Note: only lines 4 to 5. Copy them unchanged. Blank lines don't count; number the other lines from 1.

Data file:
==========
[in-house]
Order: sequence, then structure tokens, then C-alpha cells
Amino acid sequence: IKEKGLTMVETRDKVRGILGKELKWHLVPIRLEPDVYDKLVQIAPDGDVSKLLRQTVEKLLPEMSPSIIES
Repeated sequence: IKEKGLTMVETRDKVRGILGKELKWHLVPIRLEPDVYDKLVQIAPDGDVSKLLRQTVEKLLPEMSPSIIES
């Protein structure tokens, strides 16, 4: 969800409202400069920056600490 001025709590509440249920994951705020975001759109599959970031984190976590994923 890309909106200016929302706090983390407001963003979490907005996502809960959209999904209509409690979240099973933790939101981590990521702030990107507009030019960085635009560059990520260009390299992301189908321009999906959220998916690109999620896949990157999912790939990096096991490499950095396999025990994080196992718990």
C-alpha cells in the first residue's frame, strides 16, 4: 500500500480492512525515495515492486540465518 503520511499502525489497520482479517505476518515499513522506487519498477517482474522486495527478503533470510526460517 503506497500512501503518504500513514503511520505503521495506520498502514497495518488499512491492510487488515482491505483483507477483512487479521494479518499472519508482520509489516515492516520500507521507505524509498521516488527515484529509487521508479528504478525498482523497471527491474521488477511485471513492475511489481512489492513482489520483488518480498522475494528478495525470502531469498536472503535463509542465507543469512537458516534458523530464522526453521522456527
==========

Repeated sequence: IKEKGLTMVETRDKVRGILGKELKWHLVPIRLEPDVYDKLVQIAPDGDVSKLLRQTVEKLLPEMSPSIIES
């Protein structure tokens, strides 16, 4: 969800409202400069920056600490 001025709590509440249920994951705020975001759109599959970031984190976590994923 890309909106200016929302706090983390407001963003979490907005996502809960959209999904209509409690979240099973933790939101981590990521702030990107507009030019960085635009560059990520260009390299992301189908321009999906959220998916690109999620896949990157999912790939990096096991490499950095396999025990994080196992718990």